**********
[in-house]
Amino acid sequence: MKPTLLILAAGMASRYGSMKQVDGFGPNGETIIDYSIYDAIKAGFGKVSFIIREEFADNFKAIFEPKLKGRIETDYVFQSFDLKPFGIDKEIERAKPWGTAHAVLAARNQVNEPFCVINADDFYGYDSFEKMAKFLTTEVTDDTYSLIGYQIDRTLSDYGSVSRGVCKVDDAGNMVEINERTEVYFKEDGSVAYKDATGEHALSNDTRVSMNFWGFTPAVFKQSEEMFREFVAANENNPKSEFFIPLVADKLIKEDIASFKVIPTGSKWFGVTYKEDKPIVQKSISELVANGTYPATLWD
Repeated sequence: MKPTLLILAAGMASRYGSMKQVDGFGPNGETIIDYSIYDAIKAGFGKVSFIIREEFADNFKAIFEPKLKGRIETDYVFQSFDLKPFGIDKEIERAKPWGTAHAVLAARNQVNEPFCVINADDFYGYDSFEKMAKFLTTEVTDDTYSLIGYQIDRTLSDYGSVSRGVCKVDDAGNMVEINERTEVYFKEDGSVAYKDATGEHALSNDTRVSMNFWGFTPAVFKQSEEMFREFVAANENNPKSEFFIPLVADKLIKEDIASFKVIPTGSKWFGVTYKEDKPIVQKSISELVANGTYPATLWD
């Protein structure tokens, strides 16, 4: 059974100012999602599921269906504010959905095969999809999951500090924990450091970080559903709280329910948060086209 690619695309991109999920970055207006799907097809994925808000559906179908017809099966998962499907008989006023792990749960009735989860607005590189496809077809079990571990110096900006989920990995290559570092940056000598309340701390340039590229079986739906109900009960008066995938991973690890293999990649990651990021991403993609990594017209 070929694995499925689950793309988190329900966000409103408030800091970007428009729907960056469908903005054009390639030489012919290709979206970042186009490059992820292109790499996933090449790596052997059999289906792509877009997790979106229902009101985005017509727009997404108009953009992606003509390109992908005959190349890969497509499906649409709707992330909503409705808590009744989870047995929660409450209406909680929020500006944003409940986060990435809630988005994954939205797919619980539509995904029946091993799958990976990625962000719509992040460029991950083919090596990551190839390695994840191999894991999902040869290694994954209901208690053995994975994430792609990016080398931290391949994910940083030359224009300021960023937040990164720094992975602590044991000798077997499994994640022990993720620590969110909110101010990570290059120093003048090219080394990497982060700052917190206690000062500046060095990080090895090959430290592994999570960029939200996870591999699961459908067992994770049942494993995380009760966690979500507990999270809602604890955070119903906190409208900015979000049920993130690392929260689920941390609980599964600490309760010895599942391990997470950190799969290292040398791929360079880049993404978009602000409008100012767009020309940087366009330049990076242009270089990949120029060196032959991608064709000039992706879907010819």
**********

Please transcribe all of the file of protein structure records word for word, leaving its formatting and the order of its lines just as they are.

[in-house]
Amino acid sequence: MKPTLLILAAGMASRYGSMKQVDGFGPNGETIIDYSIYDAIKAGFGKVSFIIREEFADNFKAIFEPKLKGRIETDYVFQSFDLKPFGIDKEIERAKPWGTAHAVLAARNQVNEPFCVINADDFYGYDSFEKMAKFLTTEVTDDTYSLIGYQIDRTLSDYGSVSRGVCKVDDAGNMVEINERTEVYFKEDGSVAYKDATGEHALSNDTRVSMNFWGFTPAVFKQSEEMFREFVAANENNPKSEFFIPLVADKLIKEDIASFKVIPTGSKWFGVTYKEDKPIVQKSISELVANGTYPATLWD
Repeated sequence: MKPTLLILAAGMASRYGSMKQVDGFGPNGETIIDYSIYDAIKAGFGKVSFIIREEFADNFKAIFEPKLKGRIETDYVFQSFDLKPFGIDKEIERAKPWGTAHAVLAARNQVNEPFCVINADDFYGYDSFEKMAKFLTTEVTDDTYSLIGYQIDRTLSDYGSVSRGVCKVDDAGNMVEINERTEVYFKEDGSVAYKDATGEHALSNDTRVSMNFWGFTPAVFKQSEEMFREFVAANENNPKSEFFIPLVADKLIKEDIASFKVIPTGSKWFGVTYKEDKPIVQKSISELVANGTYPATLWD
């Protein structure tokens, strides 16, 4: 059974100012999602599921269906504010959905095969999809999951500090924990450091970080559903709280329910948060086209 690619695309991109999920970055207006799907097809994925808000559906179908017809099966998962499907008989006023792990749960009735989860607005590189496809077809079990571990110096900006989920990995290559570092940056000598309340701390340039590229079986739906109900009960008066995938991973690890293999990649990651990021991403993609990594017209 070929694995499925689950793309988190329900966000409103408030800091970007428009729907960056469908903005054009390639030489012919290709979206970042186009490059992820292109790499996933090449790596052997059999289906792509877009997790979106229902009101985005017509727009997404108009953009992606003509390109992908005959190349890969497509499906649409709707992330909503409705808590009744989870047995929660409450209406909680929020500006944003409940986060990435809630988005994954939205797919619980539509995904029946091993799958990976990625962000719509992040460029991950083919090596990551190839390695994840191999894991999902040869290694994954209901208690053995994975994430792609990016080398931290391949994910940083030359224009300021960023937040990164720094992975602590044991000798077997499994994640022990993720620590969110909110101010990570290059120093003048090219080394990497982060700052917190206690000062500046060095990080090895090959430290592994999570960029939200996870591999699961459908067992994770049942494993995380009760966690979500507990999270809602604890955070119903906190409208900015979000049920993130690392929260689920941390609980599964600490309760010895599942391990997470950190799969290292040398791929360079880049993404978009602000409008100012767009020309940087366009330049990076242009270089990949120029060196032959991608064709000039992706879907010819």